Dance Review: Copplél-I.A. world premiere

Jean Christophe Maillot manages to infuse the original story with challenging balletic practices with contemporary notions

BALLET DE Monte Carlo’s ‘Coppel-I.A.’  (photo credit: ALICE BLANGER)
BALLET DE Monte Carlo’s ‘Coppel-I.A.’
(photo credit: ALICE BLANGER)
Copplél-I.A. (world premiere)
Ballet de Monte Carlo
Choreographer: Jean Christophe Maillot
December 27-28, Grimaldi Forum, Monaco
Ballet Coppélia by Arthur Saint-Léon (France 1821-1870) (performed 1870), is among the few fully survived ballets of the romantic era, known for its simple, rather comic tale for all ages, set to appealing musical score by Leo Délibes. The mechanical doll, Coppélia, was built by Dr. Coppélius, an eccentric toy maker. She looks so real that Franz, a village youth, falls in love with her at first sight, and causes his fiancé, Swanilda, to be furious.
Jean Christophe Maillot, known for revising and spicing up a line of classical ballets with strong dramatic ingredients, manages to infuse the original story with challenging balletic practices with contemporary notions, as he had done before.
Maillot’s Coppélia regenerated from a mechanical toy, into a laboratory made android with artificial intelligence, and Coppélius named her by a name which suits an avatar: Copplél-I.A. which sounds like a password rather than a female’s name.
From here on, the simple, romantic story turned to be a complex, emotional turmoil, which feeds on power games and confronts participants to accept that the results of scientific research involving messing with the mind, cannot always be predicted. The duel of wills between Coppélia and Coppélius turns to be the core of the new narrative, while the love games of Swanilda and Franz seem a bit trivial in this context – without disrespecting love – but their local romance reflects the fading traces of romanticism.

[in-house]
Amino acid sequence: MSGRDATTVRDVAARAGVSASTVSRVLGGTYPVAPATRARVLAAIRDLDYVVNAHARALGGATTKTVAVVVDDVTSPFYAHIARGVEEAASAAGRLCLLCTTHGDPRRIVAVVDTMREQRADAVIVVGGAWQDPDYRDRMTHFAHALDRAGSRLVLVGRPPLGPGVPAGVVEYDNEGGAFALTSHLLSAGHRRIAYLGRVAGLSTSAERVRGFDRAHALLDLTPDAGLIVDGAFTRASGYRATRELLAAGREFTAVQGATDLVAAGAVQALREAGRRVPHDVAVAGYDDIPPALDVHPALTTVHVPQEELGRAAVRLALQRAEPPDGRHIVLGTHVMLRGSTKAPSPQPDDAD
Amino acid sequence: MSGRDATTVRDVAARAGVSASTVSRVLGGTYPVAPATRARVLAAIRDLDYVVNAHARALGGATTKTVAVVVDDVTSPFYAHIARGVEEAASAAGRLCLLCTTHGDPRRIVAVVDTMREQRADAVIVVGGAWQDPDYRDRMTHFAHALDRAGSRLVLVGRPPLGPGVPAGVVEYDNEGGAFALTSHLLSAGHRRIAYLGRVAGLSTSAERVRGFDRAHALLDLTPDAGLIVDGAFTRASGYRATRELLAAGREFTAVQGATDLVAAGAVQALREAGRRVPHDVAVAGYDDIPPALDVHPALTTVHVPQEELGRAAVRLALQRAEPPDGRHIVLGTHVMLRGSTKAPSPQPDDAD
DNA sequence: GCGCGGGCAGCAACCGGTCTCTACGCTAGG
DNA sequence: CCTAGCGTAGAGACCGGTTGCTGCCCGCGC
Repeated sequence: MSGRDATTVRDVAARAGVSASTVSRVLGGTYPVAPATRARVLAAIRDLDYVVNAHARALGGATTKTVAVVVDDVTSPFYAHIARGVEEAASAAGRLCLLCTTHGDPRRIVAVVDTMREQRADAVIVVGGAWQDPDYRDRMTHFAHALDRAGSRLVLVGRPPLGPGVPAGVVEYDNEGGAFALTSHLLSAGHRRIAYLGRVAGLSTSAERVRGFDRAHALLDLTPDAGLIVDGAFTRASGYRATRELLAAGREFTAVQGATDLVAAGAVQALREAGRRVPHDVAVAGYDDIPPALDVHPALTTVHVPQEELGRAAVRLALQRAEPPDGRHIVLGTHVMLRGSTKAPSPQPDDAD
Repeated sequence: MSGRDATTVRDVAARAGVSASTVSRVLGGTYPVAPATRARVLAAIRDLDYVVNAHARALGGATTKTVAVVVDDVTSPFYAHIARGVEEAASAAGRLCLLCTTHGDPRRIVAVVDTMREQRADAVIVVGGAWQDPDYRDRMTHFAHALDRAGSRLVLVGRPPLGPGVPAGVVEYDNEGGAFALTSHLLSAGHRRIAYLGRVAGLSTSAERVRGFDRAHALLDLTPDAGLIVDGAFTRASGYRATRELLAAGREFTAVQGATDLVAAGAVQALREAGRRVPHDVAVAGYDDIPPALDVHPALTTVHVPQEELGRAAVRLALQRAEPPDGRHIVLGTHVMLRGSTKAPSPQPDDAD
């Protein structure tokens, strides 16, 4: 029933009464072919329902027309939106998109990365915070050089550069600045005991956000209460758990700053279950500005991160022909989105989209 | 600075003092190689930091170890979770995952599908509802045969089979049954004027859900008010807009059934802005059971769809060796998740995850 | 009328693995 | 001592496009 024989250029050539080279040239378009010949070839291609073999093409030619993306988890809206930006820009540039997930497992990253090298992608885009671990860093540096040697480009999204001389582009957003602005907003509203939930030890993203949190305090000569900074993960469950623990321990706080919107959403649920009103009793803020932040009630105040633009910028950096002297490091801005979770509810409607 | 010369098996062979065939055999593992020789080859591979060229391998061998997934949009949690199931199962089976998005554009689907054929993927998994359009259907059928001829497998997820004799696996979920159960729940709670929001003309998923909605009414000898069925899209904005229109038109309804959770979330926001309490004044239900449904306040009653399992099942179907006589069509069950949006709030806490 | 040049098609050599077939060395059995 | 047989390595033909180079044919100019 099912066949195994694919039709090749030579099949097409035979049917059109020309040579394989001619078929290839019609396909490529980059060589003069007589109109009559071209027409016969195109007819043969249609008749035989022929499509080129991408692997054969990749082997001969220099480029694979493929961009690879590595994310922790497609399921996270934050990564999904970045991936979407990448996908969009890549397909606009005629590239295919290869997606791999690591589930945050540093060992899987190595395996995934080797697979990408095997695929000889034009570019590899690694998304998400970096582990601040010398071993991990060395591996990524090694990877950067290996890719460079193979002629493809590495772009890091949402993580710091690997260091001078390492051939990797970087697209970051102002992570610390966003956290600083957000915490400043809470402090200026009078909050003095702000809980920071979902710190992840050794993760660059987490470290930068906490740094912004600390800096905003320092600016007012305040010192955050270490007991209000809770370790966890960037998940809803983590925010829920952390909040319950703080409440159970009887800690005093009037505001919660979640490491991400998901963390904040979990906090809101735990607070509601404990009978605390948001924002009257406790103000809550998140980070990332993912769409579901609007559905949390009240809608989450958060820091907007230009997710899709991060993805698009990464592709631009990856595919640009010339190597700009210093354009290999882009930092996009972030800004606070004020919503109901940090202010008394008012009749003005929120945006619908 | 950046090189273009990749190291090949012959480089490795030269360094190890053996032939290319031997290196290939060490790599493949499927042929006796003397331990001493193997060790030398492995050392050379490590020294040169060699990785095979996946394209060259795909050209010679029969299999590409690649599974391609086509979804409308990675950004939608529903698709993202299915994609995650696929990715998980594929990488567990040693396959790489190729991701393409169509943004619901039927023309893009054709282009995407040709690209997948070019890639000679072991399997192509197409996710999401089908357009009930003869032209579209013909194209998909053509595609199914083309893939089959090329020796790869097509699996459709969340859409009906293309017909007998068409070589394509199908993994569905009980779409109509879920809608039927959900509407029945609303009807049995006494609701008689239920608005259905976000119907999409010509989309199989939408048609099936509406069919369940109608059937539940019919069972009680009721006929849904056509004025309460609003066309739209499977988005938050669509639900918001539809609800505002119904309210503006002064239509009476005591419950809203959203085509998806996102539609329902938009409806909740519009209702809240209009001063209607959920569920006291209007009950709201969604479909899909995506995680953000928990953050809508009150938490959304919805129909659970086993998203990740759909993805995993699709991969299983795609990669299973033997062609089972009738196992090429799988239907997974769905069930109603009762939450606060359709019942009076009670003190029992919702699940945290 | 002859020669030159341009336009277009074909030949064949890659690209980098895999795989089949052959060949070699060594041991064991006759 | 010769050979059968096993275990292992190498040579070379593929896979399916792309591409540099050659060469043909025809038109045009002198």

For Coppél-I.A., Maillot played up with several major artistic ingredients using sound, sight and movement, not necessarily in that order.
The ballet opens up with blurred image of Coppélius, sending his own creation to face the real world. The dancer, Lou Beyne that impressed with her superb precision dance of nuances, won our curiosity, wondering if she herself is aware how she turns her artificial intelligence on or off. She started as a half-baked entity; with her limbs and movements not quite synchronized, she seems unaware of the new environment as her enameled eyes turn suddenly blank.
It didn’t take that long before we recognize signs that the frail glued-up delicate creature which seemed clueless, gains control of her own wills, starts to practice her emotions and define her red lines pertaining to her father figure Coppélius, whose preliminary admiration and pride had turned into erotic obsession. At the last scene, Coppélius follows her on his knees, while she pushes him down and tries to uproot his eyes, than she walks slowly, shivering, towards the unknown.
Maillot devised a whole set of moves, quite captivating, which set futuristic Coppélia aside from all us humans, but at the same time he tried not to neglect the mortals, by stretching his attention towards the theatrical expressions of the leading rolls. The costumes were very pleasing, yet Coppélia’s outfits, the nude and silver, were inspired and stood out. A meaningful contribution came from Bernard Maillot with his own musical arrangements knitted tastefully through Leo Délibes original score.
Long standing ovations ended a ballet which touched and raised moral questions concerning our presence, as we already witness the rise of alarming future actions and unknown consequences, which are lurking around the corner.